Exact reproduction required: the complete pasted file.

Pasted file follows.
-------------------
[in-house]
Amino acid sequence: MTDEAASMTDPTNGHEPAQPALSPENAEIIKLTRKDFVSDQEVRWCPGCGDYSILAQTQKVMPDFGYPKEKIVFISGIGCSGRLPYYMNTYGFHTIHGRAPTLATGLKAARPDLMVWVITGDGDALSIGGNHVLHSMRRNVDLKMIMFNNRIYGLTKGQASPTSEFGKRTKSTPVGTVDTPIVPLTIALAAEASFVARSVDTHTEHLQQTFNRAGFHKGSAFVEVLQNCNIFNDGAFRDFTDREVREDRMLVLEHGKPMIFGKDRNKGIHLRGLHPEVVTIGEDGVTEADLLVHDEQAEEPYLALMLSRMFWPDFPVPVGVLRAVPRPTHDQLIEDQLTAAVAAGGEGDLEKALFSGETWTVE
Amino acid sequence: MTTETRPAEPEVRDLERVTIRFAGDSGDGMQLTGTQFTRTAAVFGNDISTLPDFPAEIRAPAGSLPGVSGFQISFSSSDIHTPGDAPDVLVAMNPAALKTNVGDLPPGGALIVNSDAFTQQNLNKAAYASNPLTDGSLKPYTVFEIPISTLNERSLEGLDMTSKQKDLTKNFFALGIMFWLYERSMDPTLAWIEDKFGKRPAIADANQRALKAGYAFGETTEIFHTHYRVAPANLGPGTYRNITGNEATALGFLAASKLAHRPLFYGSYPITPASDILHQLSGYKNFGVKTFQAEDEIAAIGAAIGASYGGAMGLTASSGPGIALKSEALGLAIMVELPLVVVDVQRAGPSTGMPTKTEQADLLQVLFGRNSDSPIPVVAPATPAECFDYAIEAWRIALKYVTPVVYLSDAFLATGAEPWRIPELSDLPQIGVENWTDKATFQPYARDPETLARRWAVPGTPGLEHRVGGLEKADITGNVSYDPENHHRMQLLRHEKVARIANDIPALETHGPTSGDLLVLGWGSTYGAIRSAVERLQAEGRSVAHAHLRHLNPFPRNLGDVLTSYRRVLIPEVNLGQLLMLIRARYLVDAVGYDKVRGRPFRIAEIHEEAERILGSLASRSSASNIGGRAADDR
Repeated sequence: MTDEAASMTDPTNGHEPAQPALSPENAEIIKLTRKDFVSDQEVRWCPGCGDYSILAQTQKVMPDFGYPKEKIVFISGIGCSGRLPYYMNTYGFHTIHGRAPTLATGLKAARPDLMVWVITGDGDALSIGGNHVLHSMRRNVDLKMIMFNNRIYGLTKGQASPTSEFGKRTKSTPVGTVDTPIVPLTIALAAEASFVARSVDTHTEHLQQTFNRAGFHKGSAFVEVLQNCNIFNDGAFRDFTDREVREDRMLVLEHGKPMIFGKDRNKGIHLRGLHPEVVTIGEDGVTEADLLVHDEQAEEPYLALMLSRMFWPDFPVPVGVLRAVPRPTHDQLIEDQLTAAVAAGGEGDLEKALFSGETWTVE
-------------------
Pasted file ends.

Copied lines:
[in-house]
Amino acid sequence: MTDEAASMTDPTNGHEPAQPALSPENAEIIKLTRKDFVSDQEVRWCPGCGDYSILAQTQKVMPDFGYPKEKIVFISGIGCSGRLPYYMNTYGFHTIHGRAPTLATGLKAARPDLMVWVITGDGDALSIGGNHVLHSMRRNVDLKMIMFNNRIYGLTKGQASPTSEFGKRTKSTPVGTVDTPIVPLTIALAAEASFVARSVDTHTEHLQQTFNRAGFHKGSAFVEVLQNCNIFNDGAFRDFTDREVREDRMLVLEHGKPMIFGKDRNKGIHLRGLHPEVVTIGEDGVTEADLLVHDEQAEEPYLALMLSRMFWPDFPVPVGVLRAVPRPTHDQLIEDQLTAAVAAGGEGDLEKALFSGETWTVE
Amino acid sequence: MTTETRPAEPEVRDLERVTIRFAGDSGDGMQLTGTQFTRTAAVFGNDISTLPDFPAEIRAPAGSLPGVSGFQISFSSSDIHTPGDAPDVLVAMNPAALKTNVGDLPPGGALIVNSDAFTQQNLNKAAYASNPLTDGSLKPYTVFEIPISTLNERSLEGLDMTSKQKDLTKNFFALGIMFWLYERSMDPTLAWIEDKFGKRPAIADANQRALKAGYAFGETTEIFHTHYRVAPANLGPGTYRNITGNEATALGFLAASKLAHRPLFYGSYPITPASDILHQLSGYKNFGVKTFQAEDEIAAIGAAIGASYGGAMGLTASSGPGIALKSEALGLAIMVELPLVVVDVQRAGPSTGMPTKTEQADLLQVLFGRNSDSPIPVVAPATPAECFDYAIEAWRIALKYVTPVVYLSDAFLATGAEPWRIPELSDLPQIGVENWTDKATFQPYARDPETLARRWAVPGTPGLEHRVGGLEKADITGNVSYDPENHHRMQLLRHEKVARIANDIPALETHGPTSGDLLVLGWGSTYGAIRSAVERLQAEGRSVAHAHLRHLNPFPRNLGDVLTSYRRVLIPEVNLGQLLMLIRARYLVDAVGYDKVRGRPFRIAEIHEEAERILGSLASRSSASNIGGRAADDR
Repeated sequence: MTDEAASMTDPTNGHEPAQPALSPENAEIIKLTRKDFVSDQEVRWCPGCGDYSILAQTQKVMPDFGYPKEKIVFISGIGCSGRLPYYMNTYGFHTIHGRAPTLATGLKAARPDLMVWVITGDGDALSIGGNHVLHSMRRNVDLKMIMFNNRIYGLTKGQASPTSEFGKRTKSTPVGTVDTPIVPLTIALAAEASFVARSVDTHTEHLQQTFNRAGFHKGSAFVEVLQNCNIFNDGAFRDFTDREVREDRMLVLEHGKPMIFGKDRNKGIHLRGLHPEVVTIGEDGVTEADLLVHDEQAEEPYLALMLSRMFWPDFPVPVGVLRAVPRPTHDQLIEDQLTAAVAAGGEGDLEKALFSGETWTVE